Gay Marriage Ruling Could Force West Michigan Clerks To Make Tough Decision

GRAND RAPIDS, Mich. (March, 4, 2014) – Currently, a Kent County marriage license clearly reads that the two parties getting married are a man and a woman.

But those lines may be blurring and change could be on the way for those forms.

As the trial continues in Detroit on whether Michigan’s gay marriage ban is constitutional, West Michigan court clerks are watching closely.

If history has any bearing on the case, the ban may fall, says Devin Schindler, professor of constitutional law at Cooley Law School. “The trend certainly seems to be against the state of Michigan at this point.”

“We’ve had, I believe, 18 or 19 different states, either through judicial determinations or by way of legislation, that have enacted marriage equality statutes or have been forced to recognize marriage equality as a result of court opinions,” said Schindler.

However, even if the law is found unconstitutional by the district court judge in Detroit, it doesn’t necessarily mean that couples can run to the courthouse right away.

“The question really becomes if the government loses this particular case whether the court will issue the stay,” said Schindler. He says it’s often typical for a judge in high profile cases such as this to mandate that things remain status quo pending a higher court decision.

If a stay is not issued, county court clerks, who issue the licenses, will be in a tough spot.

For those clerks who may have been considering issuing the licenses anyway, as the Oakland County clerk has indicated that’s what she would like to do, there is pressure from the Michigan Attorney General Bill Schuette.

In October, 2013, Schuette issued a warning letter  to county clerks across the state. “You are forbidden by Michigan law from issuing a marriage license to same-sex couples during the pendency of the appeal,” the letter said. It went on to say that the judge’s ruling “is not subject to enforcement while the decision is stayed.”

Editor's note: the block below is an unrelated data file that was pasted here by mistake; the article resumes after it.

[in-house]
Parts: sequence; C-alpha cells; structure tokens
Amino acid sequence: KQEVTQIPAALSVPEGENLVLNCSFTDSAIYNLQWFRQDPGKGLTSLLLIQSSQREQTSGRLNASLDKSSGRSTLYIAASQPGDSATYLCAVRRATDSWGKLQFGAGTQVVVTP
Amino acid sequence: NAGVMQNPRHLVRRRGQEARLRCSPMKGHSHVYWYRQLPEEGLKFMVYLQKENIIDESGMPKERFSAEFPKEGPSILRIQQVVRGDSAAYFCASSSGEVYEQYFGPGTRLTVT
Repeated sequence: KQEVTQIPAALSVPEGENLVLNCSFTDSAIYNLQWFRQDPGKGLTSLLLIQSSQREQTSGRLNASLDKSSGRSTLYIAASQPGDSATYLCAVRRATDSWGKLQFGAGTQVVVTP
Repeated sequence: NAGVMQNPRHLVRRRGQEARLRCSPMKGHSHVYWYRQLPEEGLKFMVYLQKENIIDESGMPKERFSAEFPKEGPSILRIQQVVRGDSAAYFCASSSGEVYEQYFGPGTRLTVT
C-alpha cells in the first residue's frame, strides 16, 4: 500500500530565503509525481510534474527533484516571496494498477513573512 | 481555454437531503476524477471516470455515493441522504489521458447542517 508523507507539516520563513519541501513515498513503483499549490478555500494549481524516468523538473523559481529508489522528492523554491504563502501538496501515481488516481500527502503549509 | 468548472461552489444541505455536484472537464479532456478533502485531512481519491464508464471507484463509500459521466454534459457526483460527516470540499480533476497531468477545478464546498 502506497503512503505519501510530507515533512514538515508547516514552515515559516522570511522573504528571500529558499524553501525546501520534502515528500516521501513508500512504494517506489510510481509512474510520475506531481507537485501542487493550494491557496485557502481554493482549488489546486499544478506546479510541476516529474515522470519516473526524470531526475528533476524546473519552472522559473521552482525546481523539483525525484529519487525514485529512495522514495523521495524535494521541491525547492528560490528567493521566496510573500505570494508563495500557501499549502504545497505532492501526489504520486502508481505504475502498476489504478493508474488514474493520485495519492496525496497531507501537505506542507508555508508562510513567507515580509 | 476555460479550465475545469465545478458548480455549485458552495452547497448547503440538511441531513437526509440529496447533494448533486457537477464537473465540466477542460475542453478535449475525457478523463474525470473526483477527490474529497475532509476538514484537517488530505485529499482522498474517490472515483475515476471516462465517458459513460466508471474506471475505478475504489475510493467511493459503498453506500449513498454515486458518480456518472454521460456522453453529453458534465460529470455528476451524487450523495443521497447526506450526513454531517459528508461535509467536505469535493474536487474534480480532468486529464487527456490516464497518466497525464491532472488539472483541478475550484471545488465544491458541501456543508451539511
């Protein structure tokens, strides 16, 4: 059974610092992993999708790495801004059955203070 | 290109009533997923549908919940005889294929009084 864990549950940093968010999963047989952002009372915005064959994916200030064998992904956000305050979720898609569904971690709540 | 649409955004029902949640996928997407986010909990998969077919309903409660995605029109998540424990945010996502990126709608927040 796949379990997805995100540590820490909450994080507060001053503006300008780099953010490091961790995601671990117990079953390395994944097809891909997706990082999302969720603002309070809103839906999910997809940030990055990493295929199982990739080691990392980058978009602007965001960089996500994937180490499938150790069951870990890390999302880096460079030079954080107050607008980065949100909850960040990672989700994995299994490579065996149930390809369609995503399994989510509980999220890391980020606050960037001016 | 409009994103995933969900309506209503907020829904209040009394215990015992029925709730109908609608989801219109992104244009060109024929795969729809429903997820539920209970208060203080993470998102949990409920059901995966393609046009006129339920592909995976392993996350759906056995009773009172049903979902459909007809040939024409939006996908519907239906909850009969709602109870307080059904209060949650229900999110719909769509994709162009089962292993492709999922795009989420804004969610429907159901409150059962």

Kent County Clerk Mary Hollinrake says she is holding off on stating an opinion for the time being until the judge issues his opinion. Montcalm County Clerk Kristen Millard said her office “will follow the law, whatever that law is.” Calhoun County Clerk Anne Norlander issued a statement after getting Schuette’s letter that said that “the Michigan Attorney General’s office has indicated that even if the constitutional provision is overturned, that office will appeal any adverse decision and that it is the opinion of his office that County Clerks in Michigan cannot and should not issue same-sex marriage licenses. Barry County Clerk Pamela Jarvis said she would “follow the law, whatever that may be, along with the majority of the county clerks in the state and look to the county’s legal counsel for advice as needed. Until the court issues a ruling, we don’t know what that law will be.”

There is the chance that a judge won’t issue a stay. That happened in Utah where people then jammed clerk’s offices, immediately lining up to get their licenses.

“If the court doesn’t issue the stay, it’s going to be very interesting to see exactly how the attorney general responds, because if you read the letter, the attorney general is clearly envisioning that a stay will be granted,” said Schindler.

The trial was in its sixth day Tuesday. Both sides still have yet to give closing arguments.

8 comments

  • Friend2all

    How is it sick? If 2 peolple are happy together then they should be able to get married if they want and maybe you should keep your hateful comments to yourself!!!

  • Renecito

    The stay has to filed for before the ruling, in Utah it was NOT filed. So if the judge didn’t receive the application for stay then is up to the ruling to take effect. NOT the county clerks.

  • Good as you

    Re: "Gay Marriage Ruling Could Force West Michigan Clerks To Make Tough Decision"

    I hardly think treating ALL people equally before the secular law is a "tough decision" to make.

  • Bruce Robinson

    "Schindler's List" appears to be incorrect.

    Seventeen states and the District of Columbia currently allow same-sex couples to marry. Not all were by court order or judicial rulings. On election day in 2012-NOV, some states legalized SSM by a voters' plebiscite.

    In addition, federal District Courts in five states — Kentucky, Oklahoma, Texas, Utah and Virginia — have legalized SSM since late 2013-DEC, but have stayed their rulings pending appeals to a U.S. Circuit Court of Appeals.

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